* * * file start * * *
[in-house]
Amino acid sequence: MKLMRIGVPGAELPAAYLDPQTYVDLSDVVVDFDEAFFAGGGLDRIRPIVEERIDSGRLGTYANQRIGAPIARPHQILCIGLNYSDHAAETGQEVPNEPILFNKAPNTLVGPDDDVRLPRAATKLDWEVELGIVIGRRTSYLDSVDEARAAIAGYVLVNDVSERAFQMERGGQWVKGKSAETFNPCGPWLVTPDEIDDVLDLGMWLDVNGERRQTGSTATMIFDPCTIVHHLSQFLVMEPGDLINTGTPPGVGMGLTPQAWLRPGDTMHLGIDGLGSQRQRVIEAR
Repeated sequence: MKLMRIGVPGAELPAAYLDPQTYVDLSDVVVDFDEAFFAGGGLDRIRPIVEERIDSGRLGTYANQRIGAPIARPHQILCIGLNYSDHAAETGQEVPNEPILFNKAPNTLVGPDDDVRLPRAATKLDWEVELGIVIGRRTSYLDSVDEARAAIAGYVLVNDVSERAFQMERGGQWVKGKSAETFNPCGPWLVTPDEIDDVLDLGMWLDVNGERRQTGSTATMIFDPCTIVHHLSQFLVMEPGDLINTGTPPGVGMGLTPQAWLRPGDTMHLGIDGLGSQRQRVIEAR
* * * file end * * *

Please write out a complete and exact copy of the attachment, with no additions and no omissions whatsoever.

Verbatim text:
[in-house]
Amino acid sequence: MKLMRIGVPGAELPAAYLDPQTYVDLSDVVVDFDEAFFAGGGLDRIRPIVEERIDSGRLGTYANQRIGAPIARPHQILCIGLNYSDHAAETGQEVPNEPILFNKAPNTLVGPDDDVRLPRAATKLDWEVELGIVIGRRTSYLDSVDEARAAIAGYVLVNDVSERAFQMERGGQWVKGKSAETFNPCGPWLVTPDEIDDVLDLGMWLDVNGERRQTGSTATMIFDPCTIVHHLSQFLVMEPGDLINTGTPPGVGMGLTPQAWLRPGDTMHLGIDGLGSQRQRVIEAR
Repeated sequence: MKLMRIGVPGAELPAAYLDPQTYVDLSDVVVDFDEAFFAGGGLDRIRPIVEERIDSGRLGTYANQRIGAPIARPHQILCIGLNYSDHAAETGQEVPNEPILFNKAPNTLVGPDDDVRLPRAATKLDWEVELGIVIGRRTSYLDSVDEARAAIAGYVLVNDVSERAFQMERGGQWVKGKSAETFNPCGPWLVTPDEIDDVLDLGMWLDVNGERRQTGSTATMIFDPCTIVHHLSQFLVMEPGDLINTGTPPGVGMGLTPQAWLRPGDTMHLGIDGLGSQRQRVIEAR